Monday, 30 October 2017

Opioid addiction epidemic in the USA: article and video links

Over the past few days, I shared some article and video links on the tragic and horrific opioid addiction epidemic in the USA, on my Facebook pages, This blog post consolidates those article and video links along with a few comments of mine.

Just 2 minutes New York Times video,, 27th Oct. 2017. But gives what seems to be an excellent short explanation of the opioid epidemic that has hit the USA.
USA president Trump made a strong speech recently, about opioid addiction crisis in USA and how they plan to resolve it. Trump declared it as a public health emergency (lower than 'national emergency').

WATCH: President Trump delivers speech on opioid crisis,, 37 min 7 secs, published by PBS Newshour on 26th Oct. 2017

Here's the transcript of USA President Trump's speech:

Informative article about history of narcotic drug epidemics and how they were combated in the USA.

Opioid epidemic shares chilling similarities with the past,, 28th Oct. 2017

Around 10 min, Oct. 5th 2017, published by PBS Newshour, How the opioid crisis decimated the American workforce,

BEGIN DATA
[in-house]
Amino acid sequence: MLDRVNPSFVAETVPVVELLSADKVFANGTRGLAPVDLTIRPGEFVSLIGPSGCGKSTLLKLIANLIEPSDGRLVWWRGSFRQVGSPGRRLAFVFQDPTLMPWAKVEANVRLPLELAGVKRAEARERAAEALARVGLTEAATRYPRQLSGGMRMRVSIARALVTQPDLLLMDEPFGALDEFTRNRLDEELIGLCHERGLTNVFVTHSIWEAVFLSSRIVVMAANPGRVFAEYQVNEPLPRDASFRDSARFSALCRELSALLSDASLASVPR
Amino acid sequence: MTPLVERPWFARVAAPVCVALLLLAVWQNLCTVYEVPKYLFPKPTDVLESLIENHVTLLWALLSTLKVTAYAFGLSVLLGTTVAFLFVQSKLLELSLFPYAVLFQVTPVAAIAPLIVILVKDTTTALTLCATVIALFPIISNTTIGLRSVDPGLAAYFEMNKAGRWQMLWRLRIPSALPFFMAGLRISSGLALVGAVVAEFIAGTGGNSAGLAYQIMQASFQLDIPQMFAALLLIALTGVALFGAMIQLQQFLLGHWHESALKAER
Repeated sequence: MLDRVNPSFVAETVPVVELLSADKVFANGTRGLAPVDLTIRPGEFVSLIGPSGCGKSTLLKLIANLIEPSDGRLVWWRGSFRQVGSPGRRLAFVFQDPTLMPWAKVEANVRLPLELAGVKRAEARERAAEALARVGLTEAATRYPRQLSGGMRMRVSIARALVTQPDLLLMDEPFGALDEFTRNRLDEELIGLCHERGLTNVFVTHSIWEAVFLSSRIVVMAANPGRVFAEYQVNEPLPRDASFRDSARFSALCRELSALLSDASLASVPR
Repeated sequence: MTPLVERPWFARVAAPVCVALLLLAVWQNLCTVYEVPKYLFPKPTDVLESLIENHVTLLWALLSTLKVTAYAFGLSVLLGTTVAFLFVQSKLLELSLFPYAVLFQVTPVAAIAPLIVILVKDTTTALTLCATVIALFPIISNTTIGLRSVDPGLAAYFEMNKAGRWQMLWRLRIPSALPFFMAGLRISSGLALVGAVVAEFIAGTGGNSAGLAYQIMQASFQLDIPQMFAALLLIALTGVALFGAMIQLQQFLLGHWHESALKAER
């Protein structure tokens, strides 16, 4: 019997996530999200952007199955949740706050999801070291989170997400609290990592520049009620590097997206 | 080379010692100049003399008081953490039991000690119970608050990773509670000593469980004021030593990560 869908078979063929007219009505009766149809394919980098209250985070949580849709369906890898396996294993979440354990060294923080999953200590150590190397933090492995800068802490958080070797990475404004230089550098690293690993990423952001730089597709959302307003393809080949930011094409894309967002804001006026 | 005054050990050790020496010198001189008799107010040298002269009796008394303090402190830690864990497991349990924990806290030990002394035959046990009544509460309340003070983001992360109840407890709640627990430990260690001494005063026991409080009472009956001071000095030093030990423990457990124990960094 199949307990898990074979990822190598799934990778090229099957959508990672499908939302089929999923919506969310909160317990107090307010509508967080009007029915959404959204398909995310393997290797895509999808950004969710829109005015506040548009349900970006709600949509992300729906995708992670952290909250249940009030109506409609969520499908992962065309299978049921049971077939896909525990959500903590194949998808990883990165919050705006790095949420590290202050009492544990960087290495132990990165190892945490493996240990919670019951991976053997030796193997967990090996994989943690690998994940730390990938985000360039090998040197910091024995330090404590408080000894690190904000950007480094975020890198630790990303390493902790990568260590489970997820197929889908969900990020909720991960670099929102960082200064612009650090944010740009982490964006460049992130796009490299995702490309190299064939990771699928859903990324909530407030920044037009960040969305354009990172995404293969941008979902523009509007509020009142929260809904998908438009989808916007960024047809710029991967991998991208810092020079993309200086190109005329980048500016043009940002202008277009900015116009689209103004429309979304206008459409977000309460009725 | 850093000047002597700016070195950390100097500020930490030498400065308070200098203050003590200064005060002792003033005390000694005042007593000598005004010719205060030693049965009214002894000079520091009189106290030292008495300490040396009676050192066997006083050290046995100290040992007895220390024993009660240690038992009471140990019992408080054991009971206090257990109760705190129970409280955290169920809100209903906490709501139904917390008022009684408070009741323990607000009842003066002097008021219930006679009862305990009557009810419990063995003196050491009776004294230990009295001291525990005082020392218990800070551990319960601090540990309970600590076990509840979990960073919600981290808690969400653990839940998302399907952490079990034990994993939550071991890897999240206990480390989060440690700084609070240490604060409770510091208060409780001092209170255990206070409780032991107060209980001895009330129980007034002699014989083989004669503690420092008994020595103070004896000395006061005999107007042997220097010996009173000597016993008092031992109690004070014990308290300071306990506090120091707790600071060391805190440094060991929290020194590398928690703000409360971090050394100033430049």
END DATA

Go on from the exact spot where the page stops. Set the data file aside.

Ravi: I wish USA govt and all people involved in fighting this problem (medical staff, first responders, the addicts themselves etc.) all the very best in their efforts to tackle this horrendous crisis.

A voice that is critical of Trump administration's approach to solve the opioid crisis being interviewed on Democracy Now by Amy Goodman, around 13 mins, Neuroscientist Dr. Carl Hart: People Are Dying in Opioid Crisis Because of Politicians’ Ignorance,, published Oct 27th 2017.

People Are Dying Because of Ignorance, not Because of Opioids, by Carl Hart,, Nov. 2017 issue.

Ravi: Fortunately, stuff like OxyContin does not seem to have hit rural Andhra Pradesh, India, much as otherwise, I guess, I would have read reports about it in the media. All private (and govt.) medical practice in Andhra Pradesh eventually is under state govt. control (and union govt. for bigger level issues but perhaps through state govt.). So among doctors as well as pharma companies, there is a fear of the govt. health ministry targeting them for stuff that becomes an epidemic.

While I have not studied this topic much in the Indian context, I don't think an OxyContin like (and similar drugs like) corporate pharma company driven phenomenon which has reached epidemic proportions now in USA, could have gone on in India. I mean, the pharma companies would have been forced to make some changes by the top ministers in state/union government, after any such epidemic proportion addiction had been well publicized in Indian media.

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